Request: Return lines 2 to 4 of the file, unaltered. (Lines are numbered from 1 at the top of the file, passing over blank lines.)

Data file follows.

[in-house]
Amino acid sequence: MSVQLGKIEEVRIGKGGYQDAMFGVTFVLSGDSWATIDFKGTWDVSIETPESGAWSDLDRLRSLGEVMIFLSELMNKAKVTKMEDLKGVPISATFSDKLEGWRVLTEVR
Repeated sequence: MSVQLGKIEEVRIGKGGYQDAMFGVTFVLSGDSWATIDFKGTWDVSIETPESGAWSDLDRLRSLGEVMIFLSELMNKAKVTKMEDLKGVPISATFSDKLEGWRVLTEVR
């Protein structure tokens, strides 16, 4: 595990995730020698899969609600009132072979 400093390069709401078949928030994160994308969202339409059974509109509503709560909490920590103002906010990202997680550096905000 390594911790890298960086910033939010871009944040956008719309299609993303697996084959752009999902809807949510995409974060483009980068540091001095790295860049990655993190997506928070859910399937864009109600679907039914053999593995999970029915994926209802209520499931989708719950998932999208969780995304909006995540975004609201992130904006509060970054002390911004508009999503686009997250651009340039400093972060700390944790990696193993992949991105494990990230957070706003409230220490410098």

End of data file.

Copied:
Amino acid sequence: MSVQLGKIEEVRIGKGGYQDAMFGVTFVLSGDSWATIDFKGTWDVSIETPESGAWSDLDRLRSLGEVMIFLSELMNKAKVTKMEDLKGVPISATFSDKLEGWRVLTEVR
Repeated sequence: MSVQLGKIEEVRIGKGGYQDAMFGVTFVLSGDSWATIDFKGTWDVSIETPESGAWSDLDRLRSLGEVMIFLSELMNKAKVTKMEDLKGVPISATFSDKLEGWRVLTEVR
């Protein structure tokens, strides 16, 4: 595990995730020698899969609600009132072979 400093390069709401078949928030994160994308969202339409059974509109509503709560909490920590103002906010990202997680550096905000 390594911790890298960086910033939010871009944040956008719309299609993303697996084959752009999902809807949510995409974060483009980068540091001095790295860049990655993190997506928070859910399937864009109600679907039914053999593995999970029915994926209802209520499931989708719950998932999208969780995304909006995540975004609201992130904006509060970054002390911004508009999503686009997250651009340039400093972060700390944790990696193993992949991105494990990230957070706003409230220490410098």